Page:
This week, in 1917, crew from German submarine U-53 boarded USS Housatonic off the coast of Britain.
The ship was carrying wheat and soap.
The Germans first helped themselves to the soap, in short supply in Germany, and then torpedoed the Housatonic.
Ironically, the ship had been built as SS Pickhuben, a German passenger ship but had been interned in America at the outbreak of war.
In America, the pro-war parties were gaining support daily.
President Wilson remained reluctant for war.
However, this sinking led to the US breaking off diplomatic relations with Germany.
More than 500 ships, both neutral and Allied, were sunk in the first eight weeks of this renewed policy of unrestricted submarine warfare.
As a precaution, this week saw Britain introduce bread rationing.
Lord Devonport, the British Minister of Food Economy, begged his countrymen to avoid waste with food.
This week also saw the American Congress vote to override President Wilson’s veto of its Immigration Act, an act barring all those seen as undesirables from immigrating to the US.
Alcoholics, anarchists and Asians were just three of the many groups barred from immigration.
Afghanistan and the Arabian Peninsula were two of the geographical areas whose people could not immigrate to the US.
The Act also required those immigrating to pass literacy tests successfully.
In early 1917, the British Government asked Australia to raise a 6th Division to be sent to France.
The Division was raised, but Australian manpower shortages meant that it was never at full strength.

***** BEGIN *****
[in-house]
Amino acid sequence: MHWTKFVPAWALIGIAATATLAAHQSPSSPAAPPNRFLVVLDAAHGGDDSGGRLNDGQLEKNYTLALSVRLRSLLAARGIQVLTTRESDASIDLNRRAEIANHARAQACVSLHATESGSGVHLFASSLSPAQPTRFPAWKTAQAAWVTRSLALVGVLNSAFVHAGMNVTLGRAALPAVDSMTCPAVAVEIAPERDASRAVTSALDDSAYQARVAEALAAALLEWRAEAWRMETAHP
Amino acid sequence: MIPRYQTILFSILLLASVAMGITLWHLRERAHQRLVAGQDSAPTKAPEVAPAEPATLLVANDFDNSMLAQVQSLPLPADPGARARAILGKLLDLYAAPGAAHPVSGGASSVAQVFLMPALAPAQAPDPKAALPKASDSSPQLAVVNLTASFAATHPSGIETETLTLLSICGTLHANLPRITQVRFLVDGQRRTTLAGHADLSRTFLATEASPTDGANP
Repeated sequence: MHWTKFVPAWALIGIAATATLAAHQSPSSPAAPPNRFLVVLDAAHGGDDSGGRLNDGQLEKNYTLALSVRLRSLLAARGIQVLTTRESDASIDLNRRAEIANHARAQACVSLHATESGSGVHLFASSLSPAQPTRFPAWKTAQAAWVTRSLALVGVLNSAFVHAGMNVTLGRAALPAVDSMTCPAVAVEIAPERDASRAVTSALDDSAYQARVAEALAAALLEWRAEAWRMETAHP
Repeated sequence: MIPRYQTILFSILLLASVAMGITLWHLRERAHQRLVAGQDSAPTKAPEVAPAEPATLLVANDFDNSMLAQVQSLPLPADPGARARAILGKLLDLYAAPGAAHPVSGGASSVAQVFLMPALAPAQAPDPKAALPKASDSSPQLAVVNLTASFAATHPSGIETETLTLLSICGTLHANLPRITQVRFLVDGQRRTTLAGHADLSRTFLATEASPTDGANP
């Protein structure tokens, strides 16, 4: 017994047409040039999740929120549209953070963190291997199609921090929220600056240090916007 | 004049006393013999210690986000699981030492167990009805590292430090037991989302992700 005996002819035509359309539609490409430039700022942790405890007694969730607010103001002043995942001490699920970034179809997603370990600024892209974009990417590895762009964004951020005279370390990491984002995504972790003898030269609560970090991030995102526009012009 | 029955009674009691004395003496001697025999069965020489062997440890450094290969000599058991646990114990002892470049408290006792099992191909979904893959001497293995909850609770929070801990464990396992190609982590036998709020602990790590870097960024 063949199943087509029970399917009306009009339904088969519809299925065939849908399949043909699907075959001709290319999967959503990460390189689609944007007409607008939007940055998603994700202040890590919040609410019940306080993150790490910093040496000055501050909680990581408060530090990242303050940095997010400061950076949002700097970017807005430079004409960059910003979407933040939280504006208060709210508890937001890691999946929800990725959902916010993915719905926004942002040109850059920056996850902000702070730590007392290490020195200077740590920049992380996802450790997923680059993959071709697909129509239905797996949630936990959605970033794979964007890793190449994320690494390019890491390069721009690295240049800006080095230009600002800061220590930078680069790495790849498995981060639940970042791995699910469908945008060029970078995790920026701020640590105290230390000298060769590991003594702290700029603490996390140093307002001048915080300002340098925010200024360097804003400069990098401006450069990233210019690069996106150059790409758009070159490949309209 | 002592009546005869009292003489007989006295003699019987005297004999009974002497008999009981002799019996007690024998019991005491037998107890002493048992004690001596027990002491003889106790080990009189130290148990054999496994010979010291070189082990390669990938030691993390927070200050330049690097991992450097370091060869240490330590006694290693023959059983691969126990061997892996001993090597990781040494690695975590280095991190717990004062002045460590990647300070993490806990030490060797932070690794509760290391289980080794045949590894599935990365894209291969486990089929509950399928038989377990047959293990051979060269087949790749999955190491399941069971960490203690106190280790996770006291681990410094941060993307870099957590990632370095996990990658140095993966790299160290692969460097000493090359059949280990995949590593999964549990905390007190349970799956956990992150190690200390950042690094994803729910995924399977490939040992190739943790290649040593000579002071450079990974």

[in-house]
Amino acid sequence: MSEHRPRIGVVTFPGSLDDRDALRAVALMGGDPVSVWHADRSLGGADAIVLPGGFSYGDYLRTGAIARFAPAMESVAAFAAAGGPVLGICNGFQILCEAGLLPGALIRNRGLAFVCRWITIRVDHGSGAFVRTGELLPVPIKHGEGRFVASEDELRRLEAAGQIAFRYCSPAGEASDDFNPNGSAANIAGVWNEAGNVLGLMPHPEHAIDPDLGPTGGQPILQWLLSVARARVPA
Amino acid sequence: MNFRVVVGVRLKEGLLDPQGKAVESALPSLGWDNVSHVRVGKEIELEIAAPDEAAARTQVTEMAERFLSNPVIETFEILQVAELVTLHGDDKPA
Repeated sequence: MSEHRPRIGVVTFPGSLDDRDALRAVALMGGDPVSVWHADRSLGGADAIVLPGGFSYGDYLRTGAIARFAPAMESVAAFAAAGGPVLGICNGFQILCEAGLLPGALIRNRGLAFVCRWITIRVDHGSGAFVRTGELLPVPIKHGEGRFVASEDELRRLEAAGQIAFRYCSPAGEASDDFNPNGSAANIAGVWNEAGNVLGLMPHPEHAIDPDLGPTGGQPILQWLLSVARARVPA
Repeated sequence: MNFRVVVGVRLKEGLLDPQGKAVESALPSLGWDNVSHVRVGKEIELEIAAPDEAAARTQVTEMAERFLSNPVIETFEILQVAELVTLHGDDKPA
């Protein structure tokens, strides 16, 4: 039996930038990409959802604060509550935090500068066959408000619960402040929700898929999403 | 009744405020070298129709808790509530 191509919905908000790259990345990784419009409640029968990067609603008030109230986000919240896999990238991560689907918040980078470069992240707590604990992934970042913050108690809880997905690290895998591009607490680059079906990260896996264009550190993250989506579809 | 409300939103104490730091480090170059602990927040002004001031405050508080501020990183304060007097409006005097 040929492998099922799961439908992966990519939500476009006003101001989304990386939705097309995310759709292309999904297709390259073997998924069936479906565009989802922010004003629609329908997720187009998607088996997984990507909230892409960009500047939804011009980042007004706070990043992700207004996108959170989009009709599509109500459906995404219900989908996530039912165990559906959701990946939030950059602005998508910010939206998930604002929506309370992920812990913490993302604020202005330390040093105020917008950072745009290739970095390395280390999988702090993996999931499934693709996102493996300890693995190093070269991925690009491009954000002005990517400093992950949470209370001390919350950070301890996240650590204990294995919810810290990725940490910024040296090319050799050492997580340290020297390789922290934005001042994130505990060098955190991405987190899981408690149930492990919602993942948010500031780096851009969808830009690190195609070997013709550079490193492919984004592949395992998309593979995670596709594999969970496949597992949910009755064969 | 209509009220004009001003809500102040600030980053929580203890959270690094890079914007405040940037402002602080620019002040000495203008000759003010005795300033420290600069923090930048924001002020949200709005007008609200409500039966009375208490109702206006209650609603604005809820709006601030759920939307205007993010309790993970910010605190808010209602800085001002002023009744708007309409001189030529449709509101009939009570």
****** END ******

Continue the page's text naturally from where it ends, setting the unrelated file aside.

By September 1917, its units were disbanded and their personnel were used to make good some of the heavy losses that the first five Australian Divisions would suffer in the coming battles of 1917.
In Australia this week, Thomas Carr, Catholic Archbishop of Melbourne died.
Irish-born Daniel Mannix was his successor.
Mannix, by promoting Irish Home Rule and No to the Australian Conscription of 1917, would prove to be a deeply controversial appointment.
Even when the Vatican later attempted to silence him, it trod very carefully lest a schism result.
Meanwhile, at Benalla, the health officer reported to the council that there was nothing in the water or wheat at Goorambat that would have caused typhoid.
He therefore suggested a typhoid carrier had brought the disease into Goorambat.
A councillor complained that the health officer’s visit was perfunctory and that the samples that he had taken had been lost in transit to Melbourne.
The councillor asked how the health officer could substantiate his remarks.
The health officer attended the council meeting and made soothing remarks.
Nothing was resolved, but three people had died, a man, a woman and a child, and a third of Goorambat still had typhoid.
— John Barry, Anzac Commemorative Working Party. Coo-ee — Honouring our WWI Heroes